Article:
In the latest in our series on digital material, we embark on a grumpy tirade, targeting paper invoices! I know that some of you will be in disbelief that this subject even needs to be included in our list of digital immaturity indicators, but before we get into the subject matter here, I must confirm that yes, it does actually happen. As a business in 2018, we do indeed still receive invoices via the post, and surprisingly often. Printed. On. Paper.
Here are some of the reasons why #facepalm happens, every time we see a paper invoice…
- • Time spent printing out the invoice and retrieving it from the printer
- • Time spent setting up and printing out labels
- • Time spent sorting, folding and stuffing invoices into envelopes
- • The cost of stamps or franking
- • The effort of obtaining stamps and maintaining inventory
- • The time spent getting the envelopes to a postbox or to the mail room
- • The time delay in the invoices reaching their intended recipient
- • The effort the recipient most likely has to spend processing the invoice into an electronic system
All of which constitute an enormous detour, given the fact that the invoice was most likely generated from a digital accounting system in the first place. Why transfer from a digital to an anologue scenario without good reason? Keep it digital.
Note, though, that not all kinds of ‘digital’ are equal. Receiving an invoice notification via email, that lets you link straight to a payment screen, or open up a PDF – these are good things, that promote a smooth workflow. Receiving an email with a Word attachment? Not so good. Generally, a Word document is editable. Therefore, you should only send it in that format if you need the recipient to be able to make changes to it at their end. Furthermore, you’ll want your invoice to look the way it was intended to look. Don’t assume that everyone has Word, or will open it in Word. They might just as likely open it in Pages (on a Mac), or Google Docs, or something else. These programs will generally do as they see fit with your carefully considered formatting. In other words, it could turn out to be a jumbled mess. If you can, send it as a PDF. An added bonus with this, is that many browsers will open PDFs natively, rather than forcing a download of the file. This can cut out another repetitious step for the recipient.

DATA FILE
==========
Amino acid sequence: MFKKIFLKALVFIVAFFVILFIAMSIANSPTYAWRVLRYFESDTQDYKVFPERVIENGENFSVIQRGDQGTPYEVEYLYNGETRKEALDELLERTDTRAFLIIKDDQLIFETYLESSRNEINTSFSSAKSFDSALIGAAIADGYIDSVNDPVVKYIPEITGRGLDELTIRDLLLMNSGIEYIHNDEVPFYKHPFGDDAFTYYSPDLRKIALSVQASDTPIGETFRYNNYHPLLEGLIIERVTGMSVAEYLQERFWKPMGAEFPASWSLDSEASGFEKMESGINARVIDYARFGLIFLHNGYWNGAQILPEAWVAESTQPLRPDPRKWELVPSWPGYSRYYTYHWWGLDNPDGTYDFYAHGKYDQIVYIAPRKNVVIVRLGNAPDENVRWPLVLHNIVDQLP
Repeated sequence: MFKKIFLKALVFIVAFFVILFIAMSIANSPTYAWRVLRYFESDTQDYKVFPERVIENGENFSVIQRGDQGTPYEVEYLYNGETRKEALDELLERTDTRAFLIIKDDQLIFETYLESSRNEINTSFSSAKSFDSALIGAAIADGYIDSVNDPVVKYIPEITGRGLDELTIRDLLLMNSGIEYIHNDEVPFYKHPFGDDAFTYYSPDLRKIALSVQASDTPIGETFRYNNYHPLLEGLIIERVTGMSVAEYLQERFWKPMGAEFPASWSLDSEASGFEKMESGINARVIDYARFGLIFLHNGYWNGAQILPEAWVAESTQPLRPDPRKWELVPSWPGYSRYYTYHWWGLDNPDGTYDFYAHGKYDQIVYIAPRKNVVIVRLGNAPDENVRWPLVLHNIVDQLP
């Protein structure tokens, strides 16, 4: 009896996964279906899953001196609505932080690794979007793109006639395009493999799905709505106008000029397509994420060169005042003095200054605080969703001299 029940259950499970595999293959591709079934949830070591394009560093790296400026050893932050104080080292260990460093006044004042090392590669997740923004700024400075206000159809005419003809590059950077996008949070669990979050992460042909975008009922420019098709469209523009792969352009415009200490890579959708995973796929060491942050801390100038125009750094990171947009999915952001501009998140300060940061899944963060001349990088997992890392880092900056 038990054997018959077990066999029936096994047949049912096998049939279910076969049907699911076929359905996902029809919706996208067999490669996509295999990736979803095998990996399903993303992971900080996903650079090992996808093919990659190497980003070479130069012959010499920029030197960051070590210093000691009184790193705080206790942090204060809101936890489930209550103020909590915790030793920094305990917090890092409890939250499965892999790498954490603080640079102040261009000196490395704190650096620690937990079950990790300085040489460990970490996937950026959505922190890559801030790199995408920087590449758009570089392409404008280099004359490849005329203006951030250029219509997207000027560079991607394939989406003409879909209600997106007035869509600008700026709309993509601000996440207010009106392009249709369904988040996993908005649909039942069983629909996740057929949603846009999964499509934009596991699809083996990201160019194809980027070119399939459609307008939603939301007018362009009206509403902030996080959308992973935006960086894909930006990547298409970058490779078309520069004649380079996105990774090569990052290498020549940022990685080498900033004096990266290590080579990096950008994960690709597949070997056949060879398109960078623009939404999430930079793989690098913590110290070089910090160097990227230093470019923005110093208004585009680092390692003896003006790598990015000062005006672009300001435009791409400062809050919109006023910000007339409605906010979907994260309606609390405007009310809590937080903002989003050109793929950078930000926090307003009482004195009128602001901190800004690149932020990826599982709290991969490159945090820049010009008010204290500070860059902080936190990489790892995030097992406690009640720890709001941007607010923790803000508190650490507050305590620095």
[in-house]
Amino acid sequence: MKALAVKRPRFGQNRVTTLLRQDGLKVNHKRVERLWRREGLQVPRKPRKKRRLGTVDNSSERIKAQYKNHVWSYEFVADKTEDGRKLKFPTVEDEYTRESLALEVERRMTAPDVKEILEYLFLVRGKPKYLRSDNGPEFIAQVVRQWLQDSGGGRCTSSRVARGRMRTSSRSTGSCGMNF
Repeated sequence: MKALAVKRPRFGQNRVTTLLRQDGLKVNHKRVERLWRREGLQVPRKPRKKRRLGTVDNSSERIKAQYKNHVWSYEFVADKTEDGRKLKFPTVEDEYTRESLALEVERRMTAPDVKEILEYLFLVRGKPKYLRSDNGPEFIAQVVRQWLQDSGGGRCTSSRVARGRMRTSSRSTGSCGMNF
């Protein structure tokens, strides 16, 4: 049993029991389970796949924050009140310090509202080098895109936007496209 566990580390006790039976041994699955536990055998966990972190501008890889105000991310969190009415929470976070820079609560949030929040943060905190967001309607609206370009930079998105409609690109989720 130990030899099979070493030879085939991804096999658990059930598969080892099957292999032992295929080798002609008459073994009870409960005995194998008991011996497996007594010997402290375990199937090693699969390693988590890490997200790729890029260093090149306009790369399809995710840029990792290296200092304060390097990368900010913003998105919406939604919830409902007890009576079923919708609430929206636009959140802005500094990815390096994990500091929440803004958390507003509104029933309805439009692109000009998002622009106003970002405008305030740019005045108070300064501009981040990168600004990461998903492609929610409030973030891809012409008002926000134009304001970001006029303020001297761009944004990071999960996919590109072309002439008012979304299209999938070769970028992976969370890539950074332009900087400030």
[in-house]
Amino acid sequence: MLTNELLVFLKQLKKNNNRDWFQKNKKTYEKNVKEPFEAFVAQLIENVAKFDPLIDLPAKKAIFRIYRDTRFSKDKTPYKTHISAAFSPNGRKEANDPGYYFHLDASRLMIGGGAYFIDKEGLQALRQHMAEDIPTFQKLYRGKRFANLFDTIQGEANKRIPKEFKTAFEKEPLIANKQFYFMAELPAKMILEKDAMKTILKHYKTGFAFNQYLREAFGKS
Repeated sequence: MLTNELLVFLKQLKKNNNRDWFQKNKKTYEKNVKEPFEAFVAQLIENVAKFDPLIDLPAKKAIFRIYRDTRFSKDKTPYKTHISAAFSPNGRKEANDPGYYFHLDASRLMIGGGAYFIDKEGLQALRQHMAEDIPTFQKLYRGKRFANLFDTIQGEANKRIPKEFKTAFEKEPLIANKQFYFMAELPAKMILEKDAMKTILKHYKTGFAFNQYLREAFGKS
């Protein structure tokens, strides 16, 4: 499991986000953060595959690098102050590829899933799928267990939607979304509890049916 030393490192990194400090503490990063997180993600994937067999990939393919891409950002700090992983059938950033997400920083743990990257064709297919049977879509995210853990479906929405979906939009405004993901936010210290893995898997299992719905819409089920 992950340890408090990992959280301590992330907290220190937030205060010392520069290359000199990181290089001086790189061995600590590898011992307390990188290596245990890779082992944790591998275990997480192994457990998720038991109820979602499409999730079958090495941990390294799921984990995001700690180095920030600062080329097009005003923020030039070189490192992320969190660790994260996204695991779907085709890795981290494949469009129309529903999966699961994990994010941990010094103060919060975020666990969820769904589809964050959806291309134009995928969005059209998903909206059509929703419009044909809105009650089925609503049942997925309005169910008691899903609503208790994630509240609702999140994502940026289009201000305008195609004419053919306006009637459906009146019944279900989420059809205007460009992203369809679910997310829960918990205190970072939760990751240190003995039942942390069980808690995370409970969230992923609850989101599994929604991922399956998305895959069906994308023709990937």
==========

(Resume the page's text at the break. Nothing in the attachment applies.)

Having had a quick ranty rant about invoices, let’s broaden the topic. Of course, this umbrage is not all to do with paper invoices! It’s more to do with what they represent – a reluctance to embrace digital systems and processes. A reluctance to acknowledge that things don’t have to be done the same way they have always been done. A reluctance to exploit the massive gains in efficiency that digital tools can bring to business processes.
Having said all of that, it’s sweetly ironic that, today, a handwritten letter, sent by post, can create quite an impression! Special circumstances, rather than routine processes, may be the future for paper in the post.
Solutions not problems
In the spirit of offering up positive solutions, let’s provide some pointers on how to get going, if you don’t already have a comprehensive system for accounting, bookkeeping and invoicing, try Xero (xero.com). If you have tried ‘off-the-shelf’ systems and you need something bespoke, we can build it for you. Contact us to discuss your requirements.